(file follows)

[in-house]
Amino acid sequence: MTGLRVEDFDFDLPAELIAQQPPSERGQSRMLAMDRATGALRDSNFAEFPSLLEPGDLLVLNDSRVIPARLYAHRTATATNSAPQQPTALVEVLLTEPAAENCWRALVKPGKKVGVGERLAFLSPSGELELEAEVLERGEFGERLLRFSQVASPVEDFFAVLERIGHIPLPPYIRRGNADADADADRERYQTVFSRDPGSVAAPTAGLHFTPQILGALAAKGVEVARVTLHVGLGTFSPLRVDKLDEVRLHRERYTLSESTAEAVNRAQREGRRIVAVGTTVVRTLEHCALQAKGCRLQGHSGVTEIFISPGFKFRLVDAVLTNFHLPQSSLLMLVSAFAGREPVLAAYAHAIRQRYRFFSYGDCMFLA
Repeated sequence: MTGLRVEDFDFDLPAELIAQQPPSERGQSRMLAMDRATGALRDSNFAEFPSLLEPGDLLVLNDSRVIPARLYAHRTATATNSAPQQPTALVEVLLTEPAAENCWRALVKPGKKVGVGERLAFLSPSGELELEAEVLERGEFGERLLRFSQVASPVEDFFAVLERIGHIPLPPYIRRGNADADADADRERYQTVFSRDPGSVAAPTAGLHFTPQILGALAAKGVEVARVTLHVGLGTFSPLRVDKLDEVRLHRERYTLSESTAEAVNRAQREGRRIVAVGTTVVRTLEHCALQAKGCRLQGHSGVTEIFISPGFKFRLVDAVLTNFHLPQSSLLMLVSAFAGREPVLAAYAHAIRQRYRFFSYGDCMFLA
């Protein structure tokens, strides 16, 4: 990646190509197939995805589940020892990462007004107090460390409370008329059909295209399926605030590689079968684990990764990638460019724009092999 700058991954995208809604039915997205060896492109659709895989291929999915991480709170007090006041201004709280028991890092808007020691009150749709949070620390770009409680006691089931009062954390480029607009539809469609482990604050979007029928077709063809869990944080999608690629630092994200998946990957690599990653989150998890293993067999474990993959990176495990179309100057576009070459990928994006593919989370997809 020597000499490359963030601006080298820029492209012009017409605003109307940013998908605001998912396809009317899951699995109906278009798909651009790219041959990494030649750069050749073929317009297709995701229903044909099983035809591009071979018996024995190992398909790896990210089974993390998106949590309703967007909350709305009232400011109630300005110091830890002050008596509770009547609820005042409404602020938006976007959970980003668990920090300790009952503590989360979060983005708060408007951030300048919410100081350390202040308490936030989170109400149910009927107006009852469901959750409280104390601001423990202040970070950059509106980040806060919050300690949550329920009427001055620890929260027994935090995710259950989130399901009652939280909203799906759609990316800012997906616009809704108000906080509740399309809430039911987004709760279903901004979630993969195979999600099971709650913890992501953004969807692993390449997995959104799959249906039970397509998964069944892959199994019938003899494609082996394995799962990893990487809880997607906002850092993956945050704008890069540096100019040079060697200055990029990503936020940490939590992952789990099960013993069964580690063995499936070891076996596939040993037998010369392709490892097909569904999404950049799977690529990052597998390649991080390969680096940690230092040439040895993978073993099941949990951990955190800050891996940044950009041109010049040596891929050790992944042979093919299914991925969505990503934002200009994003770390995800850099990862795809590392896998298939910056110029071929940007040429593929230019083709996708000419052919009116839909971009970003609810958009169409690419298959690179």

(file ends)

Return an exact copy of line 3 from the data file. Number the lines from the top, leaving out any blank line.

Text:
Repeated sequence: MTGLRVEDFDFDLPAELIAQQPPSERGQSRMLAMDRATGALRDSNFAEFPSLLEPGDLLVLNDSRVIPARLYAHRTATATNSAPQQPTALVEVLLTEPAAENCWRALVKPGKKVGVGERLAFLSPSGELELEAEVLERGEFGERLLRFSQVASPVEDFFAVLERIGHIPLPPYIRRGNADADADADRERYQTVFSRDPGSVAAPTAGLHFTPQILGALAAKGVEVARVTLHVGLGTFSPLRVDKLDEVRLHRERYTLSESTAEAVNRAQREGRRIVAVGTTVVRTLEHCALQAKGCRLQGHSGVTEIFISPGFKFRLVDAVLTNFHLPQSSLLMLVSAFAGREPVLAAYAHAIRQRYRFFSYGDCMFLA